If you're switching/have switched to a broker that offers better short options margin on the products you trade, don't add too many positions just because you now have more "selling power."
We've had an extended period of low volatility in VIX, crude oil, precious metals, and so on. One of these days that will change and you need to be prepared for short option premiums that could soar, plus margins that could double or triple. Natural gas Jan-Feb 2014 is a good example of what can happen.
I'm not a Chicken Little - just some friendly advice because option selling has been relatively easy (calm mkts) for a long time.
The following user says Thank You to CafeGrande for this post:
Thank you, I was about to add a little CL option selling later today, what you said make me reconsider my decision. VIX has been at this low level for so long, that does feel uncomfortable for our option sellers.
Yes, I start to have a template to manage my position now even I have only 2 ES short put, and I am very clear about the exit thanks to your strategy. I try my best to balance everything, I need to figure out SPAN now called CORE next step.
I will continue to add position but in a slow pace. I traded CL and NG future before, so I might add CL put first.
Actually, that is very close to what happened. Back when I was pretty new to selling options I had a call that I kept holding trying to run out the clock. Prices moved high enough that it was ITM during the last day of trading, but by the close it had dropped back below my strike. I thought for sure that it had expired worthless and had nothing to worry about. I'm not sure when the buyer decided to exercise their option, but the next day I was assigned a short futures contract. I was lucky that my broker notified and by the time I exited the futures contract prices were even lower, so I was very fortunate and did make a profit.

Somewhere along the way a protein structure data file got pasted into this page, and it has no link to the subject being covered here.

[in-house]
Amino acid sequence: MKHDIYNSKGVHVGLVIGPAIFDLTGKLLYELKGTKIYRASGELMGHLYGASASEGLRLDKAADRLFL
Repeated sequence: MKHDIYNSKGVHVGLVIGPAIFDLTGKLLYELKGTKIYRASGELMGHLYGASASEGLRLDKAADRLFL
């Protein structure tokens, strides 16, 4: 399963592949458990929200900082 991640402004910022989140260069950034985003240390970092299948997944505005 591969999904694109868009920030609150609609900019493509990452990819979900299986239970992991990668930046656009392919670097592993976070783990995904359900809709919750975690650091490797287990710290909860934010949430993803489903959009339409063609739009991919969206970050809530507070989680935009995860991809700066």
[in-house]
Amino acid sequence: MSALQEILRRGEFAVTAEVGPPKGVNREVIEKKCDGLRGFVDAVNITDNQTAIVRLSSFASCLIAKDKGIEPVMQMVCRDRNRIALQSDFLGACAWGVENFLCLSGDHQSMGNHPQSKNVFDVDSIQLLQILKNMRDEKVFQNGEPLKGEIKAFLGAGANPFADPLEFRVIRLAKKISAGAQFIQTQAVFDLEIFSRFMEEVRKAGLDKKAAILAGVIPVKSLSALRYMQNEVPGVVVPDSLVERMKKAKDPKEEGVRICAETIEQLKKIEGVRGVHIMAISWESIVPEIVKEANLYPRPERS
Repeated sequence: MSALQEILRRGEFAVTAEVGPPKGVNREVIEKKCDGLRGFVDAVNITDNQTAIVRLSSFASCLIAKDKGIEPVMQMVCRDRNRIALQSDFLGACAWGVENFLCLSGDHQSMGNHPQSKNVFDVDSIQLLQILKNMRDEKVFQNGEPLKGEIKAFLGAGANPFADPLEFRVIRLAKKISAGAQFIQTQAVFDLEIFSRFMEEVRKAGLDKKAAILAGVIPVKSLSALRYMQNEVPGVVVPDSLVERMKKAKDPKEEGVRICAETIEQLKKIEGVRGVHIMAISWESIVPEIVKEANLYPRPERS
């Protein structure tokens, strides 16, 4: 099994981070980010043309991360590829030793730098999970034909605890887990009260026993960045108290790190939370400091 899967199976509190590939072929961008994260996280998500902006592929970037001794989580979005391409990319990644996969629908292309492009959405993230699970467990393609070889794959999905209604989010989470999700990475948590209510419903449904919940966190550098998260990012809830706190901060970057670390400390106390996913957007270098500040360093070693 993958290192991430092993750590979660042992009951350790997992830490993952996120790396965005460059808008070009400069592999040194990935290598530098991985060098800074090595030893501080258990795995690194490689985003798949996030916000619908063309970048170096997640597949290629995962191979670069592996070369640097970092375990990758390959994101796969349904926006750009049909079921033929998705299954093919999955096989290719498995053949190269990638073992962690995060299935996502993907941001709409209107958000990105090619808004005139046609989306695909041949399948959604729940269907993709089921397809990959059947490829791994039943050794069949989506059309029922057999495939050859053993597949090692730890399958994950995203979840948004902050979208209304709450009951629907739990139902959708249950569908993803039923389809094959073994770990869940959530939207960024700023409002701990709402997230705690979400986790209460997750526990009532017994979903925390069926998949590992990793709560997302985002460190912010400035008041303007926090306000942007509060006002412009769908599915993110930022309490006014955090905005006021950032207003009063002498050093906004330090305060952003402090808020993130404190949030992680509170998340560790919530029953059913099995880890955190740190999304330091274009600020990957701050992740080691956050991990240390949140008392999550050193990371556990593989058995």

Yes, very important to not quote in-line because it breaks many things.
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The following user says Thank You to Big Mike for this post:
Thanks for this thread. I need a sanity check. I'm an equity option trader and I never realized the margins seemed so good in future options.
I'm looking at Nov /CL options with a +/- 4 delta in TOS. Selling a short strangle on the 81/106 shows ~95% ITM prob and a 0.20 credit (the natural is 0.13 and the mid is 0.23). With 38 days left, the margin on 1 contract shows $860. So if held to expiration this is a 200/860=23% return on margin (ignoring commissions).
23% return for a 95% ITM prob trade seems a little amazing to me (ignoring how much actual cash you should have). Does this look correct or am I missing something? Are the fills horrible? Why does TOS not report the mid price, but something in between?
I would calculate the return differently. ron99 has a better formula that takes into account the time to expiration. Basically the formula is (dailyreturn=credit/adj.margin/DTE) and then (monthlyreturn=(1+dailyreturn)^30-1). adj.margin is an adjusted margin. For simplicity say it's margin*2. A more detailed discussion of this formula can be found in the thread.
Using your TOS numbers, a 200 credit with a 860 margin with 37 DTE, gives a daily return of about 0.3% and a monthly return of about 10%.
A 95% probability that these options end OTM sounds rather reassuring, but futures, and especially CL, have the propensity to move in either direction suddenly. The point being that a 10% return entails quite a bit of risk. And selling options is managing unlimited risk.
It can be hard to get fills for CL options that are far OTM with only 37 DTE. This is because most of the theta value has decayed.
Lastly, I don't use TOS so I don't know what price they are quoting.
The following 3 users say Thank You to enderqa for this post:
Thanks for the response. I do understand how you are managing the actual margin, but I was just checking what I was seeing was accurate.
On another note, I wanted to backtest selling short strangles, specifically to see how bad it will get when the market makes a big move. I was thinking of having unbalanced puts and calls (more puts than calls), or hedging with OVX (but the OI is low), or even hedging the call side... just to see the performance during crisis situations. But, the backtest tools in TOS don't work with futures. I have built my own backtest tool, but the data for CL is extremely expensive compared to the equity data I already have.
Has anyone gone about backtesting strangles in CL? If so, how?